What struck me most about the tale being told here is that the moment at which the field of theoretical physics stalled corresponds to a quite striking degree with the point at which the centre of activity in the field shifted from Europe to the Americas. Smolin classes the shift as being away from seers (disruptive visionaries like Einstein who thought deeply about the philosophical aspects of their work) towards craftspeople (who tend to be more attached to the status quo). Ironically, the lack of seers has turned string theory into something that looks remarkably like a cult, suffering from groupthink and exclusion of the out-group almost as badly as the Republican Party.
When this book was first published, Smolin got a lot of flak for calling out what he saw as an endemic problem in modern physics. However, nearly two decades on from the book's debut, no progress seems to have been made in proving he was wrong.
Published by: Abacus, 1992.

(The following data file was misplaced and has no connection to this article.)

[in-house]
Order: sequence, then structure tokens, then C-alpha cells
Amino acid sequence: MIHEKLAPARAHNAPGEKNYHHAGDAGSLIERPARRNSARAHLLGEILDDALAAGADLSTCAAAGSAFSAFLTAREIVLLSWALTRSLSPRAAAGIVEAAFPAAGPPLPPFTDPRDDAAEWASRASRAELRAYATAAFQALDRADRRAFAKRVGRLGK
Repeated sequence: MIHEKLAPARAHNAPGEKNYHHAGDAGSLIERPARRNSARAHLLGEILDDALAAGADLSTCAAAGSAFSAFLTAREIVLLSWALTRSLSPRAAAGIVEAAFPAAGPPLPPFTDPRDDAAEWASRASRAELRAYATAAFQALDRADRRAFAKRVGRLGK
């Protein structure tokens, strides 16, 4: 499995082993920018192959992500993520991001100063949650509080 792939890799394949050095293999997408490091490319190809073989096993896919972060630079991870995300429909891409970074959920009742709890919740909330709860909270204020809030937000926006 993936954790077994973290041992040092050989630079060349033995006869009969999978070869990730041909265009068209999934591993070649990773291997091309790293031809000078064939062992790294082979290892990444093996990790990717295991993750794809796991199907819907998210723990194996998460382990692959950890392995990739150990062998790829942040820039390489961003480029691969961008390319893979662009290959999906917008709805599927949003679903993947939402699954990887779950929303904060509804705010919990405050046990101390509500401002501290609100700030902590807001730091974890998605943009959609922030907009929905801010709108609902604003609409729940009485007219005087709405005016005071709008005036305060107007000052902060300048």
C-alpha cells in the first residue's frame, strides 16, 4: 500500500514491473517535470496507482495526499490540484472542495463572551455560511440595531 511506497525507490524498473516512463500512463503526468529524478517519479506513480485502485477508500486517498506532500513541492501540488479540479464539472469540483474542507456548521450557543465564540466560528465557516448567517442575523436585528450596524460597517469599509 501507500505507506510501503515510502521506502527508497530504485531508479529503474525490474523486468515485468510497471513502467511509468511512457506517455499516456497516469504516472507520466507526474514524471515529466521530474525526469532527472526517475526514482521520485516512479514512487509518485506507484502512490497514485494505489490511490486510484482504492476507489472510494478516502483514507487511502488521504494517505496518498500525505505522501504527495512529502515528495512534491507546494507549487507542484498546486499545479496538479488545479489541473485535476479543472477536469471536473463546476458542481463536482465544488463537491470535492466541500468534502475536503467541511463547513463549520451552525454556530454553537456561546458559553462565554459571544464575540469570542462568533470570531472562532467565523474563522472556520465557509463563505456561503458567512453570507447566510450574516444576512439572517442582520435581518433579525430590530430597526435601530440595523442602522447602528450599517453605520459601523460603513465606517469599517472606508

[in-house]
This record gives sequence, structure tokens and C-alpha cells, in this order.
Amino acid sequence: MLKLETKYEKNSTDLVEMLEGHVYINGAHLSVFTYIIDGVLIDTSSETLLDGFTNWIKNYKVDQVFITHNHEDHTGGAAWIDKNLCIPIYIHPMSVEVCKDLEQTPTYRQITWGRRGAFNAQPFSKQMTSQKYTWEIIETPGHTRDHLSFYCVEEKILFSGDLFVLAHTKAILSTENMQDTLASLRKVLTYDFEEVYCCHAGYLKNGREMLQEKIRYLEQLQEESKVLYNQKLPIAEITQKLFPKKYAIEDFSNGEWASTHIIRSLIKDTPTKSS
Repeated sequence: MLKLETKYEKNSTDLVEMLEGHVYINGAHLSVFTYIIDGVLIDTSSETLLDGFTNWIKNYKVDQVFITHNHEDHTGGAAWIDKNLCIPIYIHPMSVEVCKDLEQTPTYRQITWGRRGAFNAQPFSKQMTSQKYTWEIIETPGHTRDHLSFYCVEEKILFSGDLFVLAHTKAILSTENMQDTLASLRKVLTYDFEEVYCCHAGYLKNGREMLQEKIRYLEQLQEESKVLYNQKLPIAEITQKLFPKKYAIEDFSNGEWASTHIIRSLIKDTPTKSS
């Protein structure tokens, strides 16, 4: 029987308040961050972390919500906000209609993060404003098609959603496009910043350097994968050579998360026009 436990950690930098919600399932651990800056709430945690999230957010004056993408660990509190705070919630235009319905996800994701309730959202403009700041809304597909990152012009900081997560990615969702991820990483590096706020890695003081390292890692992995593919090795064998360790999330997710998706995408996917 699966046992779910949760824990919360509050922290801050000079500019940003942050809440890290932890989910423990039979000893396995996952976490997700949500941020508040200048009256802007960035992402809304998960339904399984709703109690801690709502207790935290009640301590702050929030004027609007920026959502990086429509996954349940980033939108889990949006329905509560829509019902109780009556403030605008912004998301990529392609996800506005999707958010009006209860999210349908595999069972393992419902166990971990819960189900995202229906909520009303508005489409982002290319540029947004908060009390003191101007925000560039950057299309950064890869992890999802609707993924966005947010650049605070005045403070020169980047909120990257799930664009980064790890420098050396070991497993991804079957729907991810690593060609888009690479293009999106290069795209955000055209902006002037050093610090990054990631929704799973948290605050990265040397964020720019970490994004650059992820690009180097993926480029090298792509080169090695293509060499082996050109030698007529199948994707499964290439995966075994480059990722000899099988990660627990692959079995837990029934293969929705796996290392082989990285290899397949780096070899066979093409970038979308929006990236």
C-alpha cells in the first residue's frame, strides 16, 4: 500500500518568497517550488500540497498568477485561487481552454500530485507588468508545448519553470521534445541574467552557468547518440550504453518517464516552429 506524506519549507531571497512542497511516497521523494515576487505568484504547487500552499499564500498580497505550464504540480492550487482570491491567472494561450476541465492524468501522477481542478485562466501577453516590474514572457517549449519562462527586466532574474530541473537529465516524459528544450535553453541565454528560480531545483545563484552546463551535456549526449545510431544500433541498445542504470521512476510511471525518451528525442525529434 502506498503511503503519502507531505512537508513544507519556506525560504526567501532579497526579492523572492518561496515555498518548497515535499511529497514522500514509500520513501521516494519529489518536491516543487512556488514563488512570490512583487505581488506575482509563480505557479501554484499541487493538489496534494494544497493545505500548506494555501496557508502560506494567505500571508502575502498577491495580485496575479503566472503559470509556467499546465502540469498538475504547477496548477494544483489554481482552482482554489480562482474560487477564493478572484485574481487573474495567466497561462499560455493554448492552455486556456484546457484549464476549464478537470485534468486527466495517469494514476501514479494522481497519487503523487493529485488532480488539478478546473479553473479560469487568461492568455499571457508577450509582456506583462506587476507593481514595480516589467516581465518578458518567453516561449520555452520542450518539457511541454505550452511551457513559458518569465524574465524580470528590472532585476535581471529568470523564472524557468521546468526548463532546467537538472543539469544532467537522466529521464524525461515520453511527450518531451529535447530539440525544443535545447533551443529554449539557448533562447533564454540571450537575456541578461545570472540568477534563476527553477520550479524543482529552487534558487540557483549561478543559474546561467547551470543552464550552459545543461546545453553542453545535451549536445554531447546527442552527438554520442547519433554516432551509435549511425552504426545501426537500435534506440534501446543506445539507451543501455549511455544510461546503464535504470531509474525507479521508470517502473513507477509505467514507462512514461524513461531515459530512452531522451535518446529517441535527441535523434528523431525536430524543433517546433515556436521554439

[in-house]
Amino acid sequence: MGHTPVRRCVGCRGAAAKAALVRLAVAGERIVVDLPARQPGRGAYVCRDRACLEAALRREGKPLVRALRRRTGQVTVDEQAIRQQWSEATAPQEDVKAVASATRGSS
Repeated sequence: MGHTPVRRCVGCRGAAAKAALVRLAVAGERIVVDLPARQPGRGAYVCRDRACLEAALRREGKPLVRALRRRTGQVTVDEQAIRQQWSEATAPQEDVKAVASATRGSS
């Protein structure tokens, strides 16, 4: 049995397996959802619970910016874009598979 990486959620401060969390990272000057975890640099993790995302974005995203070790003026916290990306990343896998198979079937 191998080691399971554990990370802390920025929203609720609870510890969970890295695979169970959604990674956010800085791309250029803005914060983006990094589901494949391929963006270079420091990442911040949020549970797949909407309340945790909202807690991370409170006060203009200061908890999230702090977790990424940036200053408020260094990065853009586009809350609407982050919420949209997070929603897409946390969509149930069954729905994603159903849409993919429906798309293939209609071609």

I started this year with something from a recent charity shop haul of science books. It's an overview of string theory by the physicist and writer Dr. F. David Peat (1938-2017), and while it's somewhat out of date, it covers a lot of the history of the theory and its principal ideas. Roger Penrose's Twistor Theory and spin networks (which subsequently led to the development of Loop Quantum Gravity) feature prominently.
It's all a very dense read, and while I got the general gist of things, a lot of the maths (and there's a lot of maths) went completely over my head. Indeed, Peat bemoans the fact that as the 1980s progressed, physics as he knew it was becomingly increasingly abstract; he more or less gives up on the idea of depicting what the fundamental concepts would look like, as many of the theory's fundamental entities don't just exist in the three dimensions of space and time that we're familiar with in every day life. However we are treated to an introduction to one of modern physics's most eccentric invention, the trouser diagram.
And no, I am not making this up.